CINCINNATI -- Jim Fritsch can spin story after story, but there's none better than the one about how he became the lawn mower man of West Price Hill.
His one-man shop at the end of West Eight Street turned 60 this year. Fritsch -- whose long brown hair and beard, John Lennon glasses and ever-present bandana give him a signature look -- has been there for all but 13 of those years, repairing mowers and muscle car radiators and swapping stories with his loyal customers.
It all started because he wanted a good education. The oldest of a Cincinnati firefighter's six children, Fritsch, 58, was 13 when he announced he wanted to attend Elder High School. But his father said he couldn't afford the $600 or so that it cost back in the early 1970s.
His grandfather, Alfred Fritsch, had a solution. He invited young Jim to work with him at his Price Hill Repair lawn mower and radiator shop after school and on weekends.
"He guaranteed I'd make enough money to go to Elder and have enough money in my pocket to buy a car at 16," Fritsch said of his grandfather. "Everything he said came true."
Not a day goes by that Fritsch doesn't think about his grandfather.
"He's right here on the corner," Fritsch said, gesturing to the west gate of New St. Joseph Cemetery at the end of West Eighth. "We pass him every day."
It's likely people pass by Fritsch's shop every day without noticing it. A former pony keg, the small white building with neatly painted red trim and awning is about as modest as it gets. Those who do stop and step inside Fritsch's shop, however, will be treated to a time-travel experience.
Price Hill Repair moved from Warsaw Avenue to West Eighth in 1987, the year Alfred Fritsch died at age 77. It is packed with 60-plus years of collectibles -- model cars, some displayed and some in boxes; motor-related signs; old tools and about a dozen neon clocks.
Fritsch's favorite clock is the shop's most prominent one, a triple-neon spinner model produced by the Electric Neon Clock Co. of Cleveland.
"This one's the shop's good luck charm," Fritsch said. "It's been with the shop since the beginning of time. It's a very rare clock because it has three colors. There's green behind the spinner, the white face and the red ring."
Another favorite is an "Open 24 Hours" neon piece that Fritsch said he leaves on all the time to fool his customers.
"I am open 24 hours, but not in a row," Fritsch jokes.
The business Fritsch runs, however, is no joke. The service he provides is serious. He picks up mowers, repairs them and delivers them back to his customers. He has been running the shop since 1994, all but the last two with pickup and delivery help from his sister, Judy.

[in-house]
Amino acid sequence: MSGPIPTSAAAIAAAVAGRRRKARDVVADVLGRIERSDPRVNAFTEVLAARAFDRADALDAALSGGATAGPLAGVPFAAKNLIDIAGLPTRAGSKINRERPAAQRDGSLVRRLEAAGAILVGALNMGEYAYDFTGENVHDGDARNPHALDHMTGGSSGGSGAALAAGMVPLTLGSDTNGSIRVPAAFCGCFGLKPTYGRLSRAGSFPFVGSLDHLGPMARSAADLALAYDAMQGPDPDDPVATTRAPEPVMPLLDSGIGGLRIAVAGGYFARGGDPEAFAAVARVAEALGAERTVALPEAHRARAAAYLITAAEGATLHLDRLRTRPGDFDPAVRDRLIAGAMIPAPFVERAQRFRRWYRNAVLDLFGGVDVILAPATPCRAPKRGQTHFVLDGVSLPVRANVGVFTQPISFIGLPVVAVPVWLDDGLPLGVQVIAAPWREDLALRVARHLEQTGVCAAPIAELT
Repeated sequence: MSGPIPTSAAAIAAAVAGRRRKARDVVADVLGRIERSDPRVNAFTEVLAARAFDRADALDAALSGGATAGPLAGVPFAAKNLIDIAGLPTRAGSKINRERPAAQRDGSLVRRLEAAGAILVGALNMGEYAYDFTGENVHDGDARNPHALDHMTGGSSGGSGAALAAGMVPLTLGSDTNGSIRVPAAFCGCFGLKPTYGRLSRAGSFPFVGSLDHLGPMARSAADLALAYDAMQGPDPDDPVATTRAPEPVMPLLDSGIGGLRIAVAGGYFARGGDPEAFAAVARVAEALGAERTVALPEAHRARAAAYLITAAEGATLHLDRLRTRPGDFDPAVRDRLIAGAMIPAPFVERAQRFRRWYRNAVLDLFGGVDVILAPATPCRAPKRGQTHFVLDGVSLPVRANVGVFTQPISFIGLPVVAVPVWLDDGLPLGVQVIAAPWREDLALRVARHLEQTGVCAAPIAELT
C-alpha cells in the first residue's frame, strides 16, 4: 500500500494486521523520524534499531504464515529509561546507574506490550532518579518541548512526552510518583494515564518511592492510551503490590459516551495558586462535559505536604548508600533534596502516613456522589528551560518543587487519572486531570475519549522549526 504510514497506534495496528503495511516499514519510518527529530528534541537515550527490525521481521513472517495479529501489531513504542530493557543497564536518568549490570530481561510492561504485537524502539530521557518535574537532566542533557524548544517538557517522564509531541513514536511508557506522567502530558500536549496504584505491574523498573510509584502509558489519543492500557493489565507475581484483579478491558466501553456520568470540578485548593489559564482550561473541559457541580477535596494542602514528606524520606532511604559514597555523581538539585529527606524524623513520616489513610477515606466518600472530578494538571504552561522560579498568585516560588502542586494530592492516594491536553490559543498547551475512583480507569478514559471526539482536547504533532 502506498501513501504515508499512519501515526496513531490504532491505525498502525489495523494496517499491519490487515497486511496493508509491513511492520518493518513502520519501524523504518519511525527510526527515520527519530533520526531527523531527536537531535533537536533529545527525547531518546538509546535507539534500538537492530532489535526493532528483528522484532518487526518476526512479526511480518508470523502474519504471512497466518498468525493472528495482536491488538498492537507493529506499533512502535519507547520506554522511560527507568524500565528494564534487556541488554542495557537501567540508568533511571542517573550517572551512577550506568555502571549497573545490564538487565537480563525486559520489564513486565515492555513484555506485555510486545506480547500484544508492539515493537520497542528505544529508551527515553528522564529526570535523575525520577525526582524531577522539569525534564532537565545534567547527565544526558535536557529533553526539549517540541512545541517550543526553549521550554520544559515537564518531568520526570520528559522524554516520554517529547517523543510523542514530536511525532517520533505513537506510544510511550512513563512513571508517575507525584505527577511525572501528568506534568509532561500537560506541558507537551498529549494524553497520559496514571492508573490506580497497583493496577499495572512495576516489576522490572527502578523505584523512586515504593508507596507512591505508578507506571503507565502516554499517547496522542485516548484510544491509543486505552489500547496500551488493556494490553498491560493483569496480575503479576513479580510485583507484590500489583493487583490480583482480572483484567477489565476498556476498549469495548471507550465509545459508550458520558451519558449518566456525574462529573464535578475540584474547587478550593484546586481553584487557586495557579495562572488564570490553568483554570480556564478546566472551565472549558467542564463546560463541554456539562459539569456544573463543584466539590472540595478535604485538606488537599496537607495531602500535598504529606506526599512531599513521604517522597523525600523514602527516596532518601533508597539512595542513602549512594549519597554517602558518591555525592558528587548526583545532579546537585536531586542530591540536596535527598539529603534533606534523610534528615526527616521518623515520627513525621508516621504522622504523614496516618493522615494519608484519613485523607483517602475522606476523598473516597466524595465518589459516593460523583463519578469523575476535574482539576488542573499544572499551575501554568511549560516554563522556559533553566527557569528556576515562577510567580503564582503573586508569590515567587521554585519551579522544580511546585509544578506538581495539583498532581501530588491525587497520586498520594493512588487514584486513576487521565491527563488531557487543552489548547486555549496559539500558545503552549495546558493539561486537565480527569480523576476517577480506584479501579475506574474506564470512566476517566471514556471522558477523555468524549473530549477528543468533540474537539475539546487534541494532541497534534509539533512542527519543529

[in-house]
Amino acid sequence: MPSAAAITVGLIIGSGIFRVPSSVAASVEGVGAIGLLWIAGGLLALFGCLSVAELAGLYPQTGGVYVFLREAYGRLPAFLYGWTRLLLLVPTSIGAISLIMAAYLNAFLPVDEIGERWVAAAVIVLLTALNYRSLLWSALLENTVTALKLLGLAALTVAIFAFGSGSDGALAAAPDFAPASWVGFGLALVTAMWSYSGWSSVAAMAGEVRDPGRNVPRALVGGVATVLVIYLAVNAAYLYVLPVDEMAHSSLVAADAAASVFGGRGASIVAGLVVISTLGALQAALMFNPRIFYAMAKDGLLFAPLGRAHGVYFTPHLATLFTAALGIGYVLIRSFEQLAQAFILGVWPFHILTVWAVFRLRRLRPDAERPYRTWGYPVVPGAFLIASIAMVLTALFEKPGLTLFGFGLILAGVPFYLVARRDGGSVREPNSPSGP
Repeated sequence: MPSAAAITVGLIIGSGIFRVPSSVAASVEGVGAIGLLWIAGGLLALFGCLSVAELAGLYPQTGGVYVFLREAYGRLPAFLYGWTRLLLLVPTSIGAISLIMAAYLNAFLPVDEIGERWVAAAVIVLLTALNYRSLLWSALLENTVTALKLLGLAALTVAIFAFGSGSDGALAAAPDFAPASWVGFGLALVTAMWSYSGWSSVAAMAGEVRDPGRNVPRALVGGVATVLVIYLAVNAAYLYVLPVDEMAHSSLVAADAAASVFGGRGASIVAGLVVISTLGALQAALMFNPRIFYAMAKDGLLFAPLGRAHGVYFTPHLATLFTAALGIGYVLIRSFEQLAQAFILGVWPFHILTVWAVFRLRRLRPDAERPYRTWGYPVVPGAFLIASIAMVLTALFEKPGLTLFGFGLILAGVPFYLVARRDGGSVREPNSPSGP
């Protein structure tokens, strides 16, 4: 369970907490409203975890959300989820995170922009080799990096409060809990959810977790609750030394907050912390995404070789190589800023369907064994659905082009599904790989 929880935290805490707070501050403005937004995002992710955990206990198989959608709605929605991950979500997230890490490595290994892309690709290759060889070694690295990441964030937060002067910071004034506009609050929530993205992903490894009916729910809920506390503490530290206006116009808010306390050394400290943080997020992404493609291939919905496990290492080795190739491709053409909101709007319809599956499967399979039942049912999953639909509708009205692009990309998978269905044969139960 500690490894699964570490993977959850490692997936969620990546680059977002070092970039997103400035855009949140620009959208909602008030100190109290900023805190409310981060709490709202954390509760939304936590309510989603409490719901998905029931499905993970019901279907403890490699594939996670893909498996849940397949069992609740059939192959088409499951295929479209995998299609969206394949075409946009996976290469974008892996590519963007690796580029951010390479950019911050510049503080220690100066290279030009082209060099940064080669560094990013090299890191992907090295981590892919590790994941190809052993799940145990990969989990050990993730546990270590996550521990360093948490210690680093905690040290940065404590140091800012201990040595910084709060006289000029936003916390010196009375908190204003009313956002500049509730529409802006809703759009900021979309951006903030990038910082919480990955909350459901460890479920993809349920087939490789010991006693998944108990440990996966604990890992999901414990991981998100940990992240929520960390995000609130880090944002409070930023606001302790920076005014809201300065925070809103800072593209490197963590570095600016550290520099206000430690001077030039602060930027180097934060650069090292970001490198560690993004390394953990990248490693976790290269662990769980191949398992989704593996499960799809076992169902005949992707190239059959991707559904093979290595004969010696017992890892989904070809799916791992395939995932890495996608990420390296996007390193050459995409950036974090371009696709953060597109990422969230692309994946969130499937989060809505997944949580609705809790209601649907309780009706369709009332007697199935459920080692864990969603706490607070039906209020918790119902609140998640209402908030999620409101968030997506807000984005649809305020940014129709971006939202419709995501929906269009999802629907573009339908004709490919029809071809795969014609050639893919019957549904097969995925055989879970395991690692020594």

"He's the only one in the area that does that," said Fritsch's wife of 12 years, Loretta Sarni. "And he runs everything out in one week while everyone else takes three to four weeks."
Fritsch's work pace can be overwhelming, From late winter through the summer, he typically has 40-50 mowers in his shop and a similar amount in his covered shed in back awaiting repair. Earlier this year he set a personal record by working 115 days straight to help keep his customers cutting with confidence.
Fritsch keeps his own books, answers the phone, deals with walk-ins and stocks his shelves with parts. He salvages old mower blades and tosses used spark plugs into barrels. In his spare time, he studies for annual repair certification tests required by mower and parts manufacturers such as Briggs & Stratton, MTD, Tecumseh, Bowers and Troy-Bilt.
All that work, Fritsch said, leaves him little time to play, but on occasion, he cruises around in the 1968 Mustang GT Fastback he has in a garage at his home a half-mile from his shop.
His "we can do that" attitude and dedication to "stay right-sized" have served Fritsch well over the years, his wife said. And it has kept the shop looking like a time capsule.
"I've heard a lot of people say 'Wow, this is really cool, like a step back in time,' " Sarni said. "I've heard a few people say 'the "American Pickers" would love this place.'"
For now, Fritsch said he will continue to fix mowers at the 3-by-8-foot work bench he salvaged when a nearby Butterkist Bakery closed. What he'd really like to do, he said, is restore more old car radiators. But whereas he used to repair 10 in a day, "I don't do that many in a month anymore."
Perhaps that can be Fritsch's passion-hobby when he retires.
"I'm getting ready to call it quits here once I get into my 60s," he said, but what he'll do with all the stuff in his shop is unclear. He said he'll keep some of his treasures but would like to find a bulk buyer.
"I can't take it all with me, I guess."